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Excellence Everywhere - National University of Ireland, Galway

Excellence Everywhere - National University of Ireland, Galway

e h i n d c l o s e d d

e h i n d c l o s e d d o o r s :w h a t g o e s o n i n a p e e r r e v i e w m e e t i n gPeer review committees:n Are managed by a scientific review administrator (SRA), a professional NIH employee at the M.D. orPh.D. level with a scientific background close to the study section’s area of expertise.n Have 12-24 members recruited from active scientists, generally people who have (or have had) R01sthemselves. Most members are academics. Some have long-term appointments to the study sectionand others are temporary members.n Will review as many as 60-100 applications per meeting.n Usually assign three reviewers to very closely review each application, though the whole panel shouldread all of the applications.Study section meetings:n Are closed—the discussions are not made part of the public record and spectators are not allowed.n Include a discussion of general business, provisional approval of the list of applications which aredeclared uncompetitive and thus not scored, and discussion of the remaining applications. Reviewerswho have a conflict of interest with a given applicant are asked to leave the room when thatapplicant’s grant is discussed.Discussion of applications includes:n The three reviewers most closely linked to each grant providing discussion of that grant’s strengths,weaknesses, and their preliminary scores.n Other members discussing scientific and technical merit.n All members stating their scores, which are recorded.n Any recommendations for changes in the budgets of individual grants.After each meeting, the SRA documents the results in a summary statement, which is forwarded bothto the appropriate institute or center that would support the grant (if budget is available) and to the principalinvestigator. These summary statements, which are often called “pink sheets” because they wereonce given back to the applicant as the pink layer from a multi-sheet carbon-paper form, are the key tounderstanding what was said about your grant during the review.Summary statements may vary somewhat depending on the SRA, but all contain:n Overall résumé and summary of review discussion (for applications that were discussed and scored).n Essentially unedited critiques by the assigned reviewers.n Priority score and percentile ranking.n Budget recommendations.n Administrative notes (e.g., comments on human subjects or animal welfare).The major grant that funds most U.S. healthscientists’ work is called an “R01.” There is nospecial reason these grants are called R01—it isnot an abbreviation for any longer term. The letterR conveys that it is a Research Project Grant, butthere are other types of NIH research grants thatbegin with other letters.R01 grant applications are usually investigatorinitiated—thatis, the researcher proposes a topic tostudy rather than the agency indicating what kindsof topics it would like to see. Other approaches arealso common among large funders. Many funders(including NIH) use Requests for Proposals (RFPs),Requests for Applications (RFAs), or Program98 excellence everywhere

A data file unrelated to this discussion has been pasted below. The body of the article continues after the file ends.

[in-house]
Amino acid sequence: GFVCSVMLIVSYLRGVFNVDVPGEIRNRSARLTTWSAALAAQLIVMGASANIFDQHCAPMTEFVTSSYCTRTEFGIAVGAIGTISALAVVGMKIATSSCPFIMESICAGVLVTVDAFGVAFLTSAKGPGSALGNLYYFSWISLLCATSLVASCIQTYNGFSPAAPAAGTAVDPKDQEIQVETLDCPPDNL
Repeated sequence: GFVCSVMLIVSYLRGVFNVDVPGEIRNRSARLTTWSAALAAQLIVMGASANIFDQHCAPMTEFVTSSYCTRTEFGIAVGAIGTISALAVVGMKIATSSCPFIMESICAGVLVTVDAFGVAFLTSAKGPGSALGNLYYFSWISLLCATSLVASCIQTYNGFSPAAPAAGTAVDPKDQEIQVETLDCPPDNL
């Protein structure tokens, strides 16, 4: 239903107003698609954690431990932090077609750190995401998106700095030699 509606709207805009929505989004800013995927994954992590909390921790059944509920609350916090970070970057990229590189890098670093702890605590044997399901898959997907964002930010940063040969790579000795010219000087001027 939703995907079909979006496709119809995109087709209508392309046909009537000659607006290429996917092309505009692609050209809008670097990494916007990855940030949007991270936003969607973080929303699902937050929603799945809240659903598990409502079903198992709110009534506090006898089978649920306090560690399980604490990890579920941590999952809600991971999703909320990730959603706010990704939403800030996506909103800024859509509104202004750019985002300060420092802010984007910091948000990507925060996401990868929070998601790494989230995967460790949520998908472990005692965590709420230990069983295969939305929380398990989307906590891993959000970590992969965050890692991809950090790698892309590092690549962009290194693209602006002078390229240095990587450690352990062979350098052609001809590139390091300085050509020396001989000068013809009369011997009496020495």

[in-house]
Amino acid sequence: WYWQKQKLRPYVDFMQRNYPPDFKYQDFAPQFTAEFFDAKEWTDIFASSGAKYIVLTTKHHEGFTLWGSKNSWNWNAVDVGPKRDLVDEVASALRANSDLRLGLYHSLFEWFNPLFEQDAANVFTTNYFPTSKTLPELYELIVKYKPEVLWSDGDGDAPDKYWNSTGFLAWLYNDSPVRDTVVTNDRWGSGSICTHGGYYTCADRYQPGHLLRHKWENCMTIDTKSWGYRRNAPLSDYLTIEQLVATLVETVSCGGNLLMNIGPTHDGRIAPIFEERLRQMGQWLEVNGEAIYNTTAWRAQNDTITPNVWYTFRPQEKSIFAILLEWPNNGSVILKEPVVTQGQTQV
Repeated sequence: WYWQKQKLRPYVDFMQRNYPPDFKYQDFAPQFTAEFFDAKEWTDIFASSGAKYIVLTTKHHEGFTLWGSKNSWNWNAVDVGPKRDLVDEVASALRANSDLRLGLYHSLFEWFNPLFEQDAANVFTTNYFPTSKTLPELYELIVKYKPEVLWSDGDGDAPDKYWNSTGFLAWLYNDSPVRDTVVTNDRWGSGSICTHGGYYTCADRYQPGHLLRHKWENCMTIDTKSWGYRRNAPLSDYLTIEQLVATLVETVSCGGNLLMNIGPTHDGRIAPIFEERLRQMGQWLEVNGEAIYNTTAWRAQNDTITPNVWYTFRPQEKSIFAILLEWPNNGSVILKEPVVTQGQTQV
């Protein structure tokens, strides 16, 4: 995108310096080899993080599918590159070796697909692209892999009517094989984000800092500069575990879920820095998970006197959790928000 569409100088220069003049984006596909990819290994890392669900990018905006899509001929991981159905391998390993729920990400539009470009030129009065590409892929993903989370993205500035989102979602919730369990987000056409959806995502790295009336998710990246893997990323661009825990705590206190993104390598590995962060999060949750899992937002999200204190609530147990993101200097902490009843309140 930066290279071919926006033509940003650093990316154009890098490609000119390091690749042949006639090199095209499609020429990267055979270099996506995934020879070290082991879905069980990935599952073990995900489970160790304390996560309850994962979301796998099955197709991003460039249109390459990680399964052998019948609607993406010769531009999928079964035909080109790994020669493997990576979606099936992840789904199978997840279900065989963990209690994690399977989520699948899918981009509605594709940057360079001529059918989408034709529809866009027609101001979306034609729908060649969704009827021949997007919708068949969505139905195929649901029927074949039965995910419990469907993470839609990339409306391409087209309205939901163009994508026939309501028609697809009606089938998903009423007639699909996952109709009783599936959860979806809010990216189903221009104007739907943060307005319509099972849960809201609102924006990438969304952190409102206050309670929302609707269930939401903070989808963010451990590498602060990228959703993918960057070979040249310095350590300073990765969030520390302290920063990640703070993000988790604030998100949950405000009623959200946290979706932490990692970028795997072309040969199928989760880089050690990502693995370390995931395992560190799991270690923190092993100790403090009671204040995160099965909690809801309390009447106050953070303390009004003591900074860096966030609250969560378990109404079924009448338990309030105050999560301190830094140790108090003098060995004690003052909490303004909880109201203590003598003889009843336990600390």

Q u e s t i o nq&aWhere do research funds come from?answernNational governments, including both that of the country where you will work and those of othernations that have taken an interest in supporting work in your area of science or your geographicalregion.nNon-governmental organizations—a very broad group of national and international organizations.nnnnMultinational organizations such as the United Nations and its agencies (for example, UNICEF), theWorld Health Organization, etc.Public-Private Partnerships such as the Global Fund to Fight AIDS, Tuberculosis, and Malaria, theInternational AIDS Vaccine Initiative, etc.Private foundations such as the Wellcome Trust, the Bill and Melinda Gates Foundation, the HowardHughes Medical Institute, etc.National and multinational corporations such as mining companies, oil companies, etc.Announcements (PAs) to alert researchers togrant opportunities that will fund research aroundparticular topics.Applications to NIH are submitted to the agencyand then immediately sent to a division thatspecializes in managing the review of applications—the Center for Scientific Review (CSR). Therethe grant is reviewed on two levels: one is a peerreview level meant to evaluate the proposal’sscientific and technical merit, the other is reviewby staff members from a few of the agency’smany institutes and centers to determine wherethe grant might best fit into the agency’s interests.For example, a grant that focuses on atherosclerosiswould face peer review by a panel of expertsin heart disease and, after review by the institutesand centers, would likely find its way to theinstitute that focuses on heart disease. Within theoverarching agency NIH, that is a section calledthe National Heart, Lung, and Blood Institute. Agrant you might write with an American collaboratorto fund research on Chagas disease (a parasiticinfection with considerable impact on the heart)might make its way to that institute, or to the NIHinstitute that focuses on infectious diseases, or, ifit is a Fogarty International Research CollaborationAward (FIRCA), it might be funded by the FogartyInternational Center, which is also a section ofNIH. The Fogarty Center’s work focuses on globalhealth and international partnerships.At NIH, the level of review that focuses onscientific and technical merit is carried out byone of many “study sections,” each of which isorganized around a general scientific area. Eachstudy section has a specific scientific focus. Individualreviewers who are members of the studysection review a grant application for scientificmerit. Each rates it with a numerical score, andthen the whole committee comes to agreementon the proposal’s final score, a three-digit number.In this system, 100 is the best possible score,and 500 is the worst. After reviewing the proposalas individuals, proposals that the committeemembers agree are not of high enough quality tobe competitive are often not even discussed atthe peer review meeting, and will not receive anumerical score.getting funded99